I said over the last few days on Twitter that no matter how little faith I had in the Dolphins organization right now, I couldn't envision Sherman keeping his job. That proved to be true. But Ireland remains at his post and Philbin appears to be safe for the 2014 season, given the fact that the team released a statement by the head coach along with the Sherman news.

We know the Dolphins will have a new offensive coordinator in 2014, and position coaches may be shuffled in and out as well. It's also still "possible" that Ireland gets shown the door, but that seems unlikely given Ross' past hesitations. However, there's a large amount of concern among us that the entire system is broken and that the owner is too afraid, too careful, or too whatever to make the necessary changes.

Barring a seriously productive and calculated free agency period and draft by Ireland...a huge turnaround in the way Philbin utilizes and motivates his players...a significant developmental leap forward by quarterback Ryan Tannehill in what will be his first new offensive system in over six years...

Barring all that, firing Sherman doesn't fix the problem. It is, as someone said on Twitter, treating cancer with a band-aid. Firing Sherman might not be the fix we need, but rather just delaying the inevitable rebuild coming down the road.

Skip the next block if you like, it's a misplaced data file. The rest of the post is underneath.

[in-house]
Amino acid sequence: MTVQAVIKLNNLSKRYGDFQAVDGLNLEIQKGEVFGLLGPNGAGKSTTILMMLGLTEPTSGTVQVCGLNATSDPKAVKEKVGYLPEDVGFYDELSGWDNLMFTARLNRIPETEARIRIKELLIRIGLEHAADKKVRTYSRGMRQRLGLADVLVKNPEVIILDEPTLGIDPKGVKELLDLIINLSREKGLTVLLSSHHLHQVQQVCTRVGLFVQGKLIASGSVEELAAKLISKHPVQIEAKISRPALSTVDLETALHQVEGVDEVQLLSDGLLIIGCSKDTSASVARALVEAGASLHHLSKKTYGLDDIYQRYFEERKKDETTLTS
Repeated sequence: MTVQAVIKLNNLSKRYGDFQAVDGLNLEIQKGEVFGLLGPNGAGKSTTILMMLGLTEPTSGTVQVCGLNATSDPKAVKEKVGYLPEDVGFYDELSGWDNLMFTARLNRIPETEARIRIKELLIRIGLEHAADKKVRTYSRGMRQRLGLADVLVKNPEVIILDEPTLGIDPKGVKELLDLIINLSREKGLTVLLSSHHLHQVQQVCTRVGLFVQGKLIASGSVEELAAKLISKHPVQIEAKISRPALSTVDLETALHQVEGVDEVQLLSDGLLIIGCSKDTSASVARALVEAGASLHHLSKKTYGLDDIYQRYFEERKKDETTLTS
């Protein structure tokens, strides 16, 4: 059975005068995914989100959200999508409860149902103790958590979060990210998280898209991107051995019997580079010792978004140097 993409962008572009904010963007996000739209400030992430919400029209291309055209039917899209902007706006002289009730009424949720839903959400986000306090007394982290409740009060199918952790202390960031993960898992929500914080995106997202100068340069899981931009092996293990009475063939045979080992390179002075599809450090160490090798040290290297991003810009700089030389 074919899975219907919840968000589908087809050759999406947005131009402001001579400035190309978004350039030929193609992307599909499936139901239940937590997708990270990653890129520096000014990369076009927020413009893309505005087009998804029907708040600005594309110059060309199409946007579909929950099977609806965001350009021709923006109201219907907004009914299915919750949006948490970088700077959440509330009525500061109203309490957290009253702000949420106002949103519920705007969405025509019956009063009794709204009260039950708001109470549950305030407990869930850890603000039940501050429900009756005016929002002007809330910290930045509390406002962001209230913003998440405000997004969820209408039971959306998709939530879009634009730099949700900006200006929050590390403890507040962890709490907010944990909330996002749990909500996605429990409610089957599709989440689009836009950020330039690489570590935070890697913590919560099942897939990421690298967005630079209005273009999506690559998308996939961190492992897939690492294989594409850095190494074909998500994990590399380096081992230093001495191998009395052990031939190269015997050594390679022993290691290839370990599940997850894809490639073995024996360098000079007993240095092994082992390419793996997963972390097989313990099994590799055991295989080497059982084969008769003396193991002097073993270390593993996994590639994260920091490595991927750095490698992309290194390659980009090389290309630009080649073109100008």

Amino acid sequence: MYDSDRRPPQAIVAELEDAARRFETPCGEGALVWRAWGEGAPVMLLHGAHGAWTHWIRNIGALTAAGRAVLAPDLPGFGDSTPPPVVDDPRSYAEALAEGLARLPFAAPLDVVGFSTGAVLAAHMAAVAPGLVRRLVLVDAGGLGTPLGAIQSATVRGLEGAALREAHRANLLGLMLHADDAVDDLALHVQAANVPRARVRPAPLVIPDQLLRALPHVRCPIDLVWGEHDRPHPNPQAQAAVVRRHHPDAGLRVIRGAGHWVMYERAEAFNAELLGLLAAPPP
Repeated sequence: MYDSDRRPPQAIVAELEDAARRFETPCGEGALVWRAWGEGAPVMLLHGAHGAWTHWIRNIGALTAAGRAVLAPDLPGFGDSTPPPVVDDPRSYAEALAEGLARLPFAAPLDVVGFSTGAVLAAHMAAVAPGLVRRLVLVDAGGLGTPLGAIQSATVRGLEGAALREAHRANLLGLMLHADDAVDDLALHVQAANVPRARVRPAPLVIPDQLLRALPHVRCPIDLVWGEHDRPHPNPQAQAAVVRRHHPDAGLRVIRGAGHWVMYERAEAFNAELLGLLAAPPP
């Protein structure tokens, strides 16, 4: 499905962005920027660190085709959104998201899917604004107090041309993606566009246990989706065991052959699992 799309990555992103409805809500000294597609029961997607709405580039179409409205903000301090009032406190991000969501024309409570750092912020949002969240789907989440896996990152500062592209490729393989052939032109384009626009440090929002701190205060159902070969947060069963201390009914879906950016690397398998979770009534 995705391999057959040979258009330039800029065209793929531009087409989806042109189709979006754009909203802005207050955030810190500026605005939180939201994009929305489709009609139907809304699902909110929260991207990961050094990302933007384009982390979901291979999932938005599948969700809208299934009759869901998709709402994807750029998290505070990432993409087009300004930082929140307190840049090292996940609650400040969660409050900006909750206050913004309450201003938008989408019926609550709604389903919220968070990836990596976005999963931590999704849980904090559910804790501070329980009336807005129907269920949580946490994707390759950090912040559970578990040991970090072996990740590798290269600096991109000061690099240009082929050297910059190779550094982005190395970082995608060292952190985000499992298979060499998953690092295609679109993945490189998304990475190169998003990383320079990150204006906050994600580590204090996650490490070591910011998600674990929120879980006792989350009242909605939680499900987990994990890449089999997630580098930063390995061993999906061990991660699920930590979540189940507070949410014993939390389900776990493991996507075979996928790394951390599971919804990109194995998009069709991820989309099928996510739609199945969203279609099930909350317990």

Friday, January 3, 2014

Dolphins sign CFL lineman Michael Ola

UPDATE (1/22): It took a while for this signing to become official (I noted on Twitter earlier in January that the signing did not come in the days immediately following Ola's tweet) but it did finally become official on Jan. 15.)

Always a franchise looking to mine for talent from our neighbors to the north, the Miami Dolphins brought in their first fresh face of the 2014 offseason with the signing of Canadian Football League veteran Michael Ola.

The move has not been made official as of Friday's NFL transactions, but Ola announce the deal himself Thursday on Twitter, documenting his time at the Dolphins' facility:

A former right tackle at Hampton, Ola went undrafted in 2011 and had a brief stint in the arena league in 2012 before heading to the Montreal, where he played the last two seasons for the CFL's Alouettes. Full information on games played/started is currently unavailable, but it appears Ola primarily played right tackle for the Alouettes as well.

In the NFL, however, Ola projects as more of an interior lineman and should see most if not all of his offseason work with the Dolphins at one of the guard positions.

Both of the Dolphins' starting guards entering the 2013 season—Richie Incognito and John Jerry—are unrestricted free agents and seem unlikely to return (almost certainly in Incognito's case). Meanwhile, backup Danny Watkins (a former first-round pick of the Eagles) is a restricted free agent.

That currently leaves Sam Brenner and Nate Garner on the left side and David Arkin on the right side, making it seem likely Ola slides into the right guard competition with Arkin. However, it's quite possible if not probable that neither of the Dolphins' starting guards in 2014 is currently on the roster.